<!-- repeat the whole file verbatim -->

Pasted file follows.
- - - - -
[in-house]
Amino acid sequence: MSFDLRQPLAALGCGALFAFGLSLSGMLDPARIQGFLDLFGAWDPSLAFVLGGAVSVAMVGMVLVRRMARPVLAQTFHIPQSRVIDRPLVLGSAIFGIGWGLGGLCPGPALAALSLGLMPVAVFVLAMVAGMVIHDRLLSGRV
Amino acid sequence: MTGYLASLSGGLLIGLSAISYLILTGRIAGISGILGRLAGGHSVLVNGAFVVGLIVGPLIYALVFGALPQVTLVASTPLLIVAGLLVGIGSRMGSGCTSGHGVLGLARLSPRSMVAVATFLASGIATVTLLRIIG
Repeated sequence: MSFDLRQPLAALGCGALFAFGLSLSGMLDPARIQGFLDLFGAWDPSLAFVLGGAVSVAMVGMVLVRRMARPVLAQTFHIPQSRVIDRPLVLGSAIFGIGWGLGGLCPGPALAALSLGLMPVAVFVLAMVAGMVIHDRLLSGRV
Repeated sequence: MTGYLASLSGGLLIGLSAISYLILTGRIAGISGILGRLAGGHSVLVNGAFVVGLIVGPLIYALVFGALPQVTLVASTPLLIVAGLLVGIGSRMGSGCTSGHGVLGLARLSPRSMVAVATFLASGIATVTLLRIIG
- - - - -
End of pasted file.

[in-house]
Amino acid sequence: MSFDLRQPLAALGCGALFAFGLSLSGMLDPARIQGFLDLFGAWDPSLAFVLGGAVSVAMVGMVLVRRMARPVLAQTFHIPQSRVIDRPLVLGSAIFGIGWGLGGLCPGPALAALSLGLMPVAVFVLAMVAGMVIHDRLLSGRV
Amino acid sequence: MTGYLASLSGGLLIGLSAISYLILTGRIAGISGILGRLAGGHSVLVNGAFVVGLIVGPLIYALVFGALPQVTLVASTPLLIVAGLLVGIGSRMGSGCTSGHGVLGLARLSPRSMVAVATFLASGIATVTLLRIIG
Repeated sequence: MSFDLRQPLAALGCGALFAFGLSLSGMLDPARIQGFLDLFGAWDPSLAFVLGGAVSVAMVGMVLVRRMARPVLAQTFHIPQSRVIDRPLVLGSAIFGIGWGLGGLCPGPALAALSLGLMPVAVFVLAMVAGMVIHDRLLSGRV
Repeated sequence: MTGYLASLSGGLLIGLSAISYLILTGRIAGISGILGRLAGGHSVLVNGAFVVGLIVGPLIYALVFGALPQVTLVASTPLLIVAGLLVGIGSRMGSGCTSGHGVLGLARLSPRSMVAVATFLASGIATVTLLRIIG